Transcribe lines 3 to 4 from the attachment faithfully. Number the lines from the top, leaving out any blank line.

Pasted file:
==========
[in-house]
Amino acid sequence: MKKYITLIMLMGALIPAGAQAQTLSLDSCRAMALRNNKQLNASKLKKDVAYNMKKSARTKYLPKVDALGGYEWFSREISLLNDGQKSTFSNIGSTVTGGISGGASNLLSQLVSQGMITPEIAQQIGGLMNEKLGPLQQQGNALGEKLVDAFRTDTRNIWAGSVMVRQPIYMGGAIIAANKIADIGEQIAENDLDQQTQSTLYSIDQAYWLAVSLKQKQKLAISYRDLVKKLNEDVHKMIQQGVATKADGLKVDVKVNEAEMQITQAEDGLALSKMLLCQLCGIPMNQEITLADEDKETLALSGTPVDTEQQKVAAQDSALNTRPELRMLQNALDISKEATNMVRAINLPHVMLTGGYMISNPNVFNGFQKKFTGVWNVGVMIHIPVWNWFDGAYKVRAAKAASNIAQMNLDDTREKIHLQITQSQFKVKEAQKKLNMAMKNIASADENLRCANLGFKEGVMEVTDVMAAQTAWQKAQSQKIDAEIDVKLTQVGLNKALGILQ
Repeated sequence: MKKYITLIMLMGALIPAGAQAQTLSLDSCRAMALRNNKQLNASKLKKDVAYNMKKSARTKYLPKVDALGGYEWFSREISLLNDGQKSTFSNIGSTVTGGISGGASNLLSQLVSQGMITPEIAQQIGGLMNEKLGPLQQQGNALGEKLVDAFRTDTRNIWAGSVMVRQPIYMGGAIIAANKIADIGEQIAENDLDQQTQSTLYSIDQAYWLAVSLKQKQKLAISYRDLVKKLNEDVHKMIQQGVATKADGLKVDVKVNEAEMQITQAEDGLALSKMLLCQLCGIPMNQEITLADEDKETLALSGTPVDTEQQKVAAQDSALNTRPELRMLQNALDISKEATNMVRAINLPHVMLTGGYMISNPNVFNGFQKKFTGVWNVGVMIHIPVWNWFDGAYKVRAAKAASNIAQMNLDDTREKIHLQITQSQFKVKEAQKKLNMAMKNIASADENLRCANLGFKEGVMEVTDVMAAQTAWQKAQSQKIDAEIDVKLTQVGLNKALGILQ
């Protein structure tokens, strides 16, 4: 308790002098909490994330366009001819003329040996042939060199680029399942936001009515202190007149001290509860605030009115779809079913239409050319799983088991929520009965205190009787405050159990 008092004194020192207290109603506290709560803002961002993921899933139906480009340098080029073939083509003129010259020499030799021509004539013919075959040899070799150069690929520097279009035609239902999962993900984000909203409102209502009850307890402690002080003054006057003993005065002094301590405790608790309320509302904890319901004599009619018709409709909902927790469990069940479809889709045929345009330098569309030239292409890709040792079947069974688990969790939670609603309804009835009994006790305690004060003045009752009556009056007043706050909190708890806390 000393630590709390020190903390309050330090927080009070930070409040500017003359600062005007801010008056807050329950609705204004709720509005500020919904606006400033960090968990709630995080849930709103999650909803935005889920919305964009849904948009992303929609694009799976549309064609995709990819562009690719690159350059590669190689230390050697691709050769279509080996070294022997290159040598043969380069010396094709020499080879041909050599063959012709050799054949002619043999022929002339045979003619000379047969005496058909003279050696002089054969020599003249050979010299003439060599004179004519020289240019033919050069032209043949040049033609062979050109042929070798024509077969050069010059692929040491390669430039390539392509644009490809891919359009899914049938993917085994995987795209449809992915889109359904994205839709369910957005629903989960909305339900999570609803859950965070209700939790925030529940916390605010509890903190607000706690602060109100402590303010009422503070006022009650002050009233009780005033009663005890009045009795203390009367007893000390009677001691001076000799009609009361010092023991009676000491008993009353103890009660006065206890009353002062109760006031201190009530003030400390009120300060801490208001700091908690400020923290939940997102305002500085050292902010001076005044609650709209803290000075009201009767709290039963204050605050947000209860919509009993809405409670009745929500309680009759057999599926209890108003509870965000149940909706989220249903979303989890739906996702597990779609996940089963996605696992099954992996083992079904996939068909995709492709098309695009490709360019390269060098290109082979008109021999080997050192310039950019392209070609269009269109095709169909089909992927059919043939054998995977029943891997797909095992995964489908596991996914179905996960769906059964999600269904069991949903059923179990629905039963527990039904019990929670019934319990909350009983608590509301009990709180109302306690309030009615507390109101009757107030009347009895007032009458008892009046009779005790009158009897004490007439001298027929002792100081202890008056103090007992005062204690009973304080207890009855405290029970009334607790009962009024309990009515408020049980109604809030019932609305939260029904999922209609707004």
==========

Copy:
Repeated sequence: MKKYITLIMLMGALIPAGAQAQTLSLDSCRAMALRNNKQLNASKLKKDVAYNMKKSARTKYLPKVDALGGYEWFSREISLLNDGQKSTFSNIGSTVTGGISGGASNLLSQLVSQGMITPEIAQQIGGLMNEKLGPLQQQGNALGEKLVDAFRTDTRNIWAGSVMVRQPIYMGGAIIAANKIADIGEQIAENDLDQQTQSTLYSIDQAYWLAVSLKQKQKLAISYRDLVKKLNEDVHKMIQQGVATKADGLKVDVKVNEAEMQITQAEDGLALSKMLLCQLCGIPMNQEITLADEDKETLALSGTPVDTEQQKVAAQDSALNTRPELRMLQNALDISKEATNMVRAINLPHVMLTGGYMISNPNVFNGFQKKFTGVWNVGVMIHIPVWNWFDGAYKVRAAKAASNIAQMNLDDTREKIHLQITQSQFKVKEAQKKLNMAMKNIASADENLRCANLGFKEGVMEVTDVMAAQTAWQKAQSQKIDAEIDVKLTQVGLNKALGILQ
């Protein structure tokens, strides 16, 4: 308790002098909490994330366009001819003329040996042939060199680029399942936001009515202190007149001290509860605030009115779809079913239409050319799983088991929520009965205190009787405050159990 008092004194020192207290109603506290709560803002961002993921899933139906480009340098080029073939083509003129010259020499030799021509004539013919075959040899070799150069690929520097279009035609239902999962993900984000909203409102209502009850307890402690002080003054006057003993005065002094301590405790608790309320509302904890319901004599009619018709409709909902927790469990069940479809889709045929345009330098569309030239292409890709040792079947069974688990969790939670609603309804009835009994006790305690004060003045009752009556009056007043706050909190708890806390 000393630590709390020190903390309050330090927080009070930070409040500017003359600062005007801010008056807050329950609705204004709720509005500020919904606006400033960090968990709630995080849930709103999650909803935005889920919305964009849904948009992303929609694009799976549309064609995709990819562009690719690159350059590669190689230390050697691709050769279509080996070294022997290159040598043969380069010396094709020499080879041909050599063959012709050799054949002619043999022929002339045979003619000379047969005496058909003279050696002089054969020599003249050979010299003439060599004179004519020289240019033919050069032209043949040049033609062979050109042929070798024509077969050069010059692929040491390669430039390539392509644009490809891919359009899914049938993917085994995987795209449809992915889109359904994205839709369910957005629903989960909305339900999570609803859950965070209700939790925030529940916390605010509890903190607000706690602060109100402590303010009422503070006022009650002050009233009780005033009663005890009045009795203390009367007893000390009677001691001076000799009609009361010092023991009676000491008993009353103890009660006065206890009353002062109760006031201190009530003030400390009120300060801490208001700091908690400020923290939940997102305002500085050292902010001076005044609650709209803290000075009201009767709290039963204050605050947000209860919509009993809405409670009745929500309680009759057999599926209890108003509870965000149940909706989220249903979303989890739906996702597990779609996940089963996605696992099954992996083992079904996939068909995709492709098309695009490709360019390269060098290109082979008109021999080997050192310039950019392209070609269009269109095709169909089909992927059919043939054998995977029943891997797909095992995964489908596991996914179905996960769906059964999600269904069991949903059923179990629905039963527990039904019990929670019934319990909350009983608590509301009990709180109302306690309030009615507390109101009757107030009347009895007032009458008892009046009779005790009158009897004490007439001298027929002792100081202890008056103090007992005062204690009973304080207890009855405290029970009334607790009962009024309990009515408020049980109604809030019932609305939260029904999922209609707004």